spending, even though most of our actions since the dawn of the neocon era has
been largely offensive in nature. Every war since has lacked any sort of
rational basis. They all seem to have been entered into in order to demonstrate
the sheer awesomeness of our power to everyone else in the world. And that is
just crazy, folks; it’s the kind of lunacy that right wingers engage in, not
reasonable people.

time to end these wars as painlessly as possible, and to bring our troops home.
It’s time to dedicate ourselves to protecting our own borders, and engaging in
diplomacy everywhere in the world. That doesn’t mean we never send troops
anywhere, but we should concentrate more on actual “defense.” War has to be
rare, and used only as a last resort. 

concept of spending $1 trillion that we don’t have on two wars we don’t need to
fight should seem absurd to everyone. It should seem doubly absurd in light of
the fact that the same idiots who spent the trillion dollars on two unnecessary
wars are now claiming that spending the same amount on health care for everyone
over the next ten years would be devastating to the economy. If the government
has to constantly rationalize a war in order to fight it, we shouldn’t be
fighting it, and these assholes have been rationalizing Iraq and Afghanistan
for eight years now. It’s time to stop warmongering.

in the position of having a family member in a situation where he could end up
dying or maimed is painful for everyone. 
Let’s see to it that it never happens again. It’s time for American to be
about peace.


The End of War — 2 Comments

  1. Just one more point about my personal biases. I was a Peace Corps volunteer in Albania and tend to be impressed with nonmilitary international assistance. Although I almost never support military intervention, I nonetheless see the psychological value of having a US present in a country like Afghanistan. It is tremendously reassuring to a people that the US (and Europe) has a presence there. But we can be present without having to essentially take over the military functions in a country.
    robert nagle, aka idiotprogrammer

  2. Another fine post, as usual.
    I am very sorry to hear about your son’s concussion.
    One wiseguy once pointed out that that we could eliminate the DOD entirely and still have a relatively safe nation. (relying on the Coast Guard and National Guard to help out). “Defense” has begun to mean “projection of power” (and inevitably foreign interventions of dubious value). I can at least understand the motives of going to Afghanistan. In contrast, I cannot understand even contemplating taking military action against Iran, and yet conservatives bring the subject up frequently. Can they be serious? Apparently Israel has been sending out signals that it will do it alone (never mind international law) and that America will have to go along or at least turn a blind eye. I give the Obama a lot of credit for turning things around. But I haven’t seen any attempt to disabuse Israel of this ambition.
    One thing the US is good at doing is international development, and the big obstacle in Afghanistan seems to be security. (but note that public opinion in Afghanistan is improving ). The problem is that the US military can provide a temporary security blanket, but this requires a continuous injection of manpower and money. The true test of whether the surge in Iraq paid off is whether Iraq will backslide into what it was before or requires more manpower, more money. The same will probably be true of Afghanistan. On a positive note, though, Obama at least seems to be open to debate about what our mission should be (in contrast to the previous administration).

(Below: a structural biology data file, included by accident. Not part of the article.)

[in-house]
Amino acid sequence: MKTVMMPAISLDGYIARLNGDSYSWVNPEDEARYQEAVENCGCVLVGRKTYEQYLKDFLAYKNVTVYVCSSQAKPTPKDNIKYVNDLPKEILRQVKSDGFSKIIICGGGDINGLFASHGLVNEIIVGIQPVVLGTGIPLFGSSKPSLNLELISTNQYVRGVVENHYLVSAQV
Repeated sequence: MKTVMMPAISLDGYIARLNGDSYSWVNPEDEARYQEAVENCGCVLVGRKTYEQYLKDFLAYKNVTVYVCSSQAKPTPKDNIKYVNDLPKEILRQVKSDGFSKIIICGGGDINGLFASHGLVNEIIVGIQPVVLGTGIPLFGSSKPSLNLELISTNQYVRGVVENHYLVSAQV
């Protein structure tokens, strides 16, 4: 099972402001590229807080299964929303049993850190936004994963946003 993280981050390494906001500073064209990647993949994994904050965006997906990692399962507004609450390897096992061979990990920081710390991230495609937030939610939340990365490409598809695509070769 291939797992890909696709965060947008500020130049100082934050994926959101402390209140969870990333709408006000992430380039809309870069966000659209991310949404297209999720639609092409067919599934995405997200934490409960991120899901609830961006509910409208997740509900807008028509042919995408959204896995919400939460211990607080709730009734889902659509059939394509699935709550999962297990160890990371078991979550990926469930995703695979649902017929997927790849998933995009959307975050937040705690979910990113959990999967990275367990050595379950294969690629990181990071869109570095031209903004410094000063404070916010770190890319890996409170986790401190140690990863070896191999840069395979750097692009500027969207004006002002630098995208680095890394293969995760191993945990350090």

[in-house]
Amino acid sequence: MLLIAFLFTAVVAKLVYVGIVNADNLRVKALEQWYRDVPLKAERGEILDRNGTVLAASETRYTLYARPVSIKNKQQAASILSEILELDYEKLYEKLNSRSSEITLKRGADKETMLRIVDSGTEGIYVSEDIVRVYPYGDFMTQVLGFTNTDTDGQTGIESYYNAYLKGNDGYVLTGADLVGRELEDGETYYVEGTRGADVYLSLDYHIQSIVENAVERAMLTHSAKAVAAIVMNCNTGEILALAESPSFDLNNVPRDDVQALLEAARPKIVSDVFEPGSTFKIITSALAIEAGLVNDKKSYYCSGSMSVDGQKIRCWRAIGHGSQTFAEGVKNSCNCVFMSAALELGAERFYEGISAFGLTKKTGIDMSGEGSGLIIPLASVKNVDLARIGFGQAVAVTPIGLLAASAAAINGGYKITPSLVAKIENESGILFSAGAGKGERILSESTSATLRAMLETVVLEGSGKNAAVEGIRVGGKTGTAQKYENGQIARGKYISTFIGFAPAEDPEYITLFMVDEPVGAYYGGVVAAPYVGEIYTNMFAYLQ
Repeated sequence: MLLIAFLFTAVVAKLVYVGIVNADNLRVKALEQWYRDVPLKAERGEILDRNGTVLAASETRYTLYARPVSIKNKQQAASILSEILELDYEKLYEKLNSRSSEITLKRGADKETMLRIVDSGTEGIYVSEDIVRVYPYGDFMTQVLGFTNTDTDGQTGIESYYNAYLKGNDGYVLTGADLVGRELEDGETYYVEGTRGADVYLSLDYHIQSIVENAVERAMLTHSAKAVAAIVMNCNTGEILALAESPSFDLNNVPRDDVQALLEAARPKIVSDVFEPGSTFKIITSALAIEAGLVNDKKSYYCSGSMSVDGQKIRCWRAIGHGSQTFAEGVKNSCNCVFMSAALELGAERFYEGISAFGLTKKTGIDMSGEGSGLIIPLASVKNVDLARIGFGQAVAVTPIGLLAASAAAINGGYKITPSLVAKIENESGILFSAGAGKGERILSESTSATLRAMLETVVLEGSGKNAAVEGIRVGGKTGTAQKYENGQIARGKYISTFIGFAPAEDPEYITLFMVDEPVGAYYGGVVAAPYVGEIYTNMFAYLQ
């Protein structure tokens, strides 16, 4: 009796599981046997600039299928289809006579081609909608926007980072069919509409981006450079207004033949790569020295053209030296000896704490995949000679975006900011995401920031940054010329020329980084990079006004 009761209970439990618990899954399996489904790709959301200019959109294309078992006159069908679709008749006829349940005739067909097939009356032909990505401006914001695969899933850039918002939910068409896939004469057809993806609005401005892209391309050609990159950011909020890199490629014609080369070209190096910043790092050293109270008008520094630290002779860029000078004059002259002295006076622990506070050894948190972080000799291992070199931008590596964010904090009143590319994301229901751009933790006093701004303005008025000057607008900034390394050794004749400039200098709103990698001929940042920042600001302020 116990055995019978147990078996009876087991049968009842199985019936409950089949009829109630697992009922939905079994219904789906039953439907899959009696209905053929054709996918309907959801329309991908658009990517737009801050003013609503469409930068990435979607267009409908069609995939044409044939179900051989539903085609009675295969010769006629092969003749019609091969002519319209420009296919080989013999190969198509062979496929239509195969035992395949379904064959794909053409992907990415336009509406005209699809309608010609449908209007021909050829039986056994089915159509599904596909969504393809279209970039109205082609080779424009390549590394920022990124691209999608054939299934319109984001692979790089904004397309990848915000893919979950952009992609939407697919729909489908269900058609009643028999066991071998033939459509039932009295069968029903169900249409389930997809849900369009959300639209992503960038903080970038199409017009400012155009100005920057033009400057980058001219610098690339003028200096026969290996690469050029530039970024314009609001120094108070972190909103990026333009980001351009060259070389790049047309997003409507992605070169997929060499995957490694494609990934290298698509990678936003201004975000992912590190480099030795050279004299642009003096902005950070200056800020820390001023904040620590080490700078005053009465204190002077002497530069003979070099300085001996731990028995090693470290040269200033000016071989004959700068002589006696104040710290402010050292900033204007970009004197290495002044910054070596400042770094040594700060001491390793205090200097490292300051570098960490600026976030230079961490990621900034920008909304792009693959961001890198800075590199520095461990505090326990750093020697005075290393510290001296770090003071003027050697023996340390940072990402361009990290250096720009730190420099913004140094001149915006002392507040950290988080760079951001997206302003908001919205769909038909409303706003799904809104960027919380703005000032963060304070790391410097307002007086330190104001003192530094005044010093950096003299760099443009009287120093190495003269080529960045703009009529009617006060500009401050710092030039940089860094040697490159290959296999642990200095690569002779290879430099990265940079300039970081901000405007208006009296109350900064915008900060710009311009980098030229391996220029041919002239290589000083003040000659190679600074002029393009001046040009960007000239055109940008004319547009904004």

One problem with Afghan-type interventions is that we start picking favorites and feeling the fallout of picking the wrong politician. This happens so often that it seems the rule rather than the exception.
    In summer of 2001 (when I was predicting all sorts of ominous things for the US), I half-jokingly mentioned to my girlfriend at the time that I would be happy with Bush’s domestic policies if only he didn’t get us entangled in any wars (ah, how naive I was back then). I made clear that every few years America feels compelled to devote its full military attention to solving some international hotspot; it almost seemed unAmerican to embrace multilateralist solutions or admit that we can’t change the world. I still think is US is incompetent both at setting limited objectives and using international organizations to achieve its ends. Most countries when they hear of a foreign political disaster just shrug their shoulders, say it’s a shame and move on (maybe donating some humanitarian assistance and moral support). The US on the other hand seems like a micromanager determined to fix everything even if doing so will do more harm than good.
    The main problem I see with Afghanistan is not geography conspires against the very notion of centralized government. Any government would have to spread itself very thinly; even the US could do nothing to stop that. My strategy for Afghanistan would be to identify one region of Afghanistan that is governable (and not constantly overrun with rebels) and focus on humanitarian development there. Let the Afghan nation see the fruits of limited intervention. Instead the US approach seems to be to focus on problem areas and try to uproot the bad elements. Nobile, but futile.
    robert nagle, aka idiotprogrammer